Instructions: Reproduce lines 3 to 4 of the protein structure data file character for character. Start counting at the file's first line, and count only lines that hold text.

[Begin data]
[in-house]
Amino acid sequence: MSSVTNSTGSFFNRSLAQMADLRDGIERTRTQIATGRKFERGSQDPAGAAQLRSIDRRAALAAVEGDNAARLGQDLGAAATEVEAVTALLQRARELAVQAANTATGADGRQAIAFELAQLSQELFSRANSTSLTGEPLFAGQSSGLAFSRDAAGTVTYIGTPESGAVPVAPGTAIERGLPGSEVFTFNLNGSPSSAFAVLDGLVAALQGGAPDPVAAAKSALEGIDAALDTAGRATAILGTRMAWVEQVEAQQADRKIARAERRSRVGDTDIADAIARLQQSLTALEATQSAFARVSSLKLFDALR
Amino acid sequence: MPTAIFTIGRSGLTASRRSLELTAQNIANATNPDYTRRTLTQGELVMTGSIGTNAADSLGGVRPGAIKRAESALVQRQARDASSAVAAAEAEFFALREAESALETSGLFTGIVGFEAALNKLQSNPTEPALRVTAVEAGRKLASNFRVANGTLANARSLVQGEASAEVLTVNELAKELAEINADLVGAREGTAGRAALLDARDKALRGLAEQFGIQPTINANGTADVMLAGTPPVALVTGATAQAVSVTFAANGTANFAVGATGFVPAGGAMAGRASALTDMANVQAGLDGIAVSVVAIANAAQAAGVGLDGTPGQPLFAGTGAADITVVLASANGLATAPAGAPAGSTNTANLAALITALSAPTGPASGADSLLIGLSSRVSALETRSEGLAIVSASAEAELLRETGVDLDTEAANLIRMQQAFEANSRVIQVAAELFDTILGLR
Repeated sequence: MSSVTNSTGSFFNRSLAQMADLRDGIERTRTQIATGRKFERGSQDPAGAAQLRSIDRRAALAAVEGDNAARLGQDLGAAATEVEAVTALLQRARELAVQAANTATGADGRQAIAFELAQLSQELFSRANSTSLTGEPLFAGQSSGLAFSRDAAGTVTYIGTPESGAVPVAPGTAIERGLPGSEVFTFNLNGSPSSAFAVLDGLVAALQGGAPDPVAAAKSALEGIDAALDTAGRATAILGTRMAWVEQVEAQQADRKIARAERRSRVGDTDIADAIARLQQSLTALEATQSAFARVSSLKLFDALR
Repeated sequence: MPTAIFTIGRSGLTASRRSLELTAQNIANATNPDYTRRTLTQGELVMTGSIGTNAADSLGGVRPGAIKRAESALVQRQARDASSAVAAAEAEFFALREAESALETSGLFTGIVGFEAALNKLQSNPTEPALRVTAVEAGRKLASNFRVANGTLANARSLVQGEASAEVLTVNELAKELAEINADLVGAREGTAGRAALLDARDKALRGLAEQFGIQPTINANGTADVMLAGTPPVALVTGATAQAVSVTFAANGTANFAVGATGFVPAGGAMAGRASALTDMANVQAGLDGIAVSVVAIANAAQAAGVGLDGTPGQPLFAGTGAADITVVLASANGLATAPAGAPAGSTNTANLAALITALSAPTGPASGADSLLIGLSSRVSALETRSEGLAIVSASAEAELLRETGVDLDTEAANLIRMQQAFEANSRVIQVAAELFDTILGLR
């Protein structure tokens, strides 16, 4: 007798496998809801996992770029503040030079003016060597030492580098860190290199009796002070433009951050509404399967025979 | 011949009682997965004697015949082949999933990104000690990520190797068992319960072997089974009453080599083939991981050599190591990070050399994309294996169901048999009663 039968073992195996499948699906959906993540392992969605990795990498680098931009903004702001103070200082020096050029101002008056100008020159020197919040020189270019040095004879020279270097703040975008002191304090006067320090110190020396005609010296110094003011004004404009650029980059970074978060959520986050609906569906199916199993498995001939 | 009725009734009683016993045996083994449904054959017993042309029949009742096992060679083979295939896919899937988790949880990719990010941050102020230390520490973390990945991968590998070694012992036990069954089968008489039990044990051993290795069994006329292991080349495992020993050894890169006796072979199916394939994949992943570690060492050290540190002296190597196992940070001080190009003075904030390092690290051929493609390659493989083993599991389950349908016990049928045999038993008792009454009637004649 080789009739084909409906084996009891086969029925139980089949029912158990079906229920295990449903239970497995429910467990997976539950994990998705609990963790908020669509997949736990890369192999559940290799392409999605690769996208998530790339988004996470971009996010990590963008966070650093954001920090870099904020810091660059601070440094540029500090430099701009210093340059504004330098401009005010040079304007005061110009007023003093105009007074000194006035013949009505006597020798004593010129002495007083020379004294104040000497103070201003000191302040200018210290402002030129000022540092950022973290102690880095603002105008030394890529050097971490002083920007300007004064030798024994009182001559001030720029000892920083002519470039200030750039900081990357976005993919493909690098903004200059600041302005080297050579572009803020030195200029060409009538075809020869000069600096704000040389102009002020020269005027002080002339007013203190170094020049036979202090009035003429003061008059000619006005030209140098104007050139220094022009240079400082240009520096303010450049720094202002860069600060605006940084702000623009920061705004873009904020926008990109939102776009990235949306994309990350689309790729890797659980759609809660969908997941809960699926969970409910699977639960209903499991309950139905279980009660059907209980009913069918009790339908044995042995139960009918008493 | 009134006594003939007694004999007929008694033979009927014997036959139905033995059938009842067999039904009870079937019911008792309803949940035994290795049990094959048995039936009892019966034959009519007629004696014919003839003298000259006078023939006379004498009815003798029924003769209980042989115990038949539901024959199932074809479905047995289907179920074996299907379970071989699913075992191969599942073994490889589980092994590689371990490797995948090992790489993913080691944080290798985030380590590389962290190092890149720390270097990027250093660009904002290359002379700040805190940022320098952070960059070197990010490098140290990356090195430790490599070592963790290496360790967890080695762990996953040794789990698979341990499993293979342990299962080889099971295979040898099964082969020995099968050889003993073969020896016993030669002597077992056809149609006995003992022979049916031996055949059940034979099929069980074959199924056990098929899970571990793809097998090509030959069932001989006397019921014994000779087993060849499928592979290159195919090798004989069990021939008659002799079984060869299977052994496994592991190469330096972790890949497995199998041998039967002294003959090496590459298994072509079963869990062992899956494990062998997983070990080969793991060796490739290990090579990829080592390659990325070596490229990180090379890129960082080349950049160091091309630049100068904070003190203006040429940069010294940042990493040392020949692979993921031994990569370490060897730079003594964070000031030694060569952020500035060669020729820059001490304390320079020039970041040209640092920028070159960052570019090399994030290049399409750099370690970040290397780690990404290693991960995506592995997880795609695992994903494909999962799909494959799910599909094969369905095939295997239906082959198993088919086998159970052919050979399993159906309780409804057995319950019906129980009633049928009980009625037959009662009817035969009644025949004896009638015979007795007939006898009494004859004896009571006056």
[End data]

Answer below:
Amino acid sequence: MPTAIFTIGRSGLTASRRSLELTAQNIANATNPDYTRRTLTQGELVMTGSIGTNAADSLGGVRPGAIKRAESALVQRQARDASSAVAAAEAEFFALREAESALETSGLFTGIVGFEAALNKLQSNPTEPALRVTAVEAGRKLASNFRVANGTLANARSLVQGEASAEVLTVNELAKELAEINADLVGAREGTAGRAALLDARDKALRGLAEQFGIQPTINANGTADVMLAGTPPVALVTGATAQAVSVTFAANGTANFAVGATGFVPAGGAMAGRASALTDMANVQAGLDGIAVSVVAIANAAQAAGVGLDGTPGQPLFAGTGAADITVVLASANGLATAPAGAPAGSTNTANLAALITALSAPTGPASGADSLLIGLSSRVSALETRSEGLAIVSASAEAELLRETGVDLDTEAANLIRMQQAFEANSRVIQVAAELFDTILGLR
Repeated sequence: MSSVTNSTGSFFNRSLAQMADLRDGIERTRTQIATGRKFERGSQDPAGAAQLRSIDRRAALAAVEGDNAARLGQDLGAAATEVEAVTALLQRARELAVQAANTATGADGRQAIAFELAQLSQELFSRANSTSLTGEPLFAGQSSGLAFSRDAAGTVTYIGTPESGAVPVAPGTAIERGLPGSEVFTFNLNGSPSSAFAVLDGLVAALQGGAPDPVAAAKSALEGIDAALDTAGRATAILGTRMAWVEQVEAQQADRKIARAERRSRVGDTDIADAIARLQQSLTALEATQSAFARVSSLKLFDALR